News and FAQs

 

 

NEWS

2019 Medicare Part A and Part B Coinsurance and Deductibles

 

Medicare Part A- Inpatient Skilled Nursing Facility stay

Beneficiary pays:

Coinsurance for days 21-100 (of each benefit period)

CY 2019-  $170.50

 

Medicare Part B – Therapy services in a SNF

Deductible

CY 2019 – $185.00

 

 

2018 Medicare Part A and Part B Coinsurance and Deductibles

 

Medicare Part A- Inpatient Skilled Nursing Facility stay

Beneficiary pays:

Coinsurance for days 21-100 (of each benefit period)

CY 2015 – $157.50

CY 2016 – $161.00

CY 2017 – $164.50

CY 2018 – $167.50

 

Medicare Part B – Therapy services in a SNF

Deductible

CY 2015 – $147.00

CY 2016 – $166.00

CY 2017 – $183.00

CY 2018 – $183.00

 

2017 Medicare Part A and Part B Coinsurance and Deductibles

 

Medicare Part A- Inpatient Skilled Nursing Facility stay

Beneficiary pays:

Coinsurance for days 21-100 (of each benefit period)

CY 2015 – $157.50

CY 2016 – $161.00

CY 2017 – $164.50

 

Medicare Part B – Therapy services in a SNF

Deductible

CY 2015 – $147.00

CY 2016 – $166.00

CY 2017 – $183.00

 

CMS Publishes 2016 Medicare Parts A & B Premiums and Deductibles

 

Medicare Part A- Inpatient Skilled Nursing Facility stay

Beneficiary pays:

Coinsurance for days 21-100 (of each benefit period)

CY 2015 – $157.50

CY 2016 – $161.00

 

Medicare Part B – Therapy services in a SNF

Deductible

CY 2015 – $147.00

CY 2016 – $166.00

 

Integral Quality Care (Integral) Medicaid changes effective November 1, 2015

Effective 11/1/15 Molina Healthcare of Florida, Inc. (Molina) purchased Integrals’s Medicaid line of business. The Agency for Health Care Administration (ACHA) will transition Integral’s Medicaid membership to Molina effective 11/1/15.

Molina will be issuing new Member ID cards. All billing and claims reimbursement will be provided by Molina for dates of service beginning November 1, 2015. All claims for service dates prior to November 1, 2015, must continue to be submitted through Integral and related questions may be directed to Integral’s provider services at 1-866-258-4326.

Questions related to this transition may be directed as follows:

Molina Member Services: 866-472-4585

Molina Provider Services: 855-322-4076

Website: www.molinahealthcare.com

 

MedPac considers eliminating observation stays

Observation status is not working as a way of classifying hospital patients and should be eliminated, members of the Medicare Payment Advisory Commission proposed at a Nov. 6 meeting.

The increasing prevalence of hospital observation stays has been of sharp concern to post-acute providers. Under current rules, Medicare only will cover skilled nursing services after a beneficiary spends three days as a hospital inpatient, and time spent in observation is not counted toward this threshold. About 11,000 hospital stays ended with a non-covered discharge to a skilled nursing facility in 2012, staffers told MedPAC members during a presentation last Thursday.

Eliminating observation stays would resolve such systemic problems, said commission member Craig Samitt, M.D., MBA, chief executive officer of medical group HealthCare Partners. The idea also was put forward by Cori Uccello of the American Academy of Actuaries, and it won limited support from outgoing chairman Glenn Hackbarth, Bloomberg BNA reported.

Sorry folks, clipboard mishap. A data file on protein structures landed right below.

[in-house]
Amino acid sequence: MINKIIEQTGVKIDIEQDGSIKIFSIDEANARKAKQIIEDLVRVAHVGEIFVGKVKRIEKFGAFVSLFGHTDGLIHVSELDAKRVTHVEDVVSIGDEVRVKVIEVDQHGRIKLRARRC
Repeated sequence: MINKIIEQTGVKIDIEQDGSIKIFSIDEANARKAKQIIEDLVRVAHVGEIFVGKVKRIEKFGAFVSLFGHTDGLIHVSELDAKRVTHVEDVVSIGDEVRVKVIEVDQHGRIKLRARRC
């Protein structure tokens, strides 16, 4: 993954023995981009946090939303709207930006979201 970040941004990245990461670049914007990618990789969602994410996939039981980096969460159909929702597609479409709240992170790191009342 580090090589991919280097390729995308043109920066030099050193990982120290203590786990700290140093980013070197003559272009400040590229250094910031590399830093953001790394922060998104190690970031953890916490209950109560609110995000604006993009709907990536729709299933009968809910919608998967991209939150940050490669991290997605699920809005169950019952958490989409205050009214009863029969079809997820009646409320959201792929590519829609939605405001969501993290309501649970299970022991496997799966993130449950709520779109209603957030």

However, other commissioners said making observation stays into inpatient stays could wreak havoc with billing procedures and increase costs for beneficiaries, according to BNA.

Other potential remedies for the surge in observation stays were suggested. One was to have Recovery Audit Contractors focus their oversight more strictly on hospitals that have a high percentage of one-day inpatient stays. RACs have been very aggressive in challenging inpatient determinations, which could be leading hospitals to put more people in the observation category.

Changing the three-day requirement for skilled nursing coverage also came up, BNA reported. In the past, Hackbarth has come out in support of this, calling the current rule “archaic”.

Eliminating the three-day rule could increase Medicare spending by widening post-acute coverage. To offset this spending, Medicare might have to reduce SNF payments, the MedPAC staffers noted. Offsets also could come from penalties on facilities that inappropriately re-certify long-term residents.

 

2015 Medicare Open Enrollment Begins 10/15/14

There are an average of 29 drug plans to digest, and about 18 options for Medicare Advantage, the plans delivered through private insurers.  Then there are the 10 supplemental plans that cover what traditional Medicare does not.  The Medicare open enrollment season runs from October 15th through December 7th, 2014.

Here is a quick primer on original Medicare:  Part A covers hospital and skilled nursing facility stays, as well as some home health visits and hospice care.  Part B covers preventive care, doctor visits and outpatient services.  Premiums, for  most retirees, were $104.90 a month last year and are projected to be the same in 2015.

Deductibles, co-payments and coinsurance (that is when you pay for percentage of medical services) can be burdensome since there is no out-of-pocket ceiling.  That is one of the reasons most people buy supplemental coverage, known as Medigap, to cover out-of-pocket costs on Parts A and B.  People with retiree employer coverage rely on that instead of a Medigap plan.

Medicare Part D, which is offered only through private insurers, covers drugs.  The average monthly premium for such plans is estimated at $32 in 2015, according to the Centers for Medicare and Medicaid Services.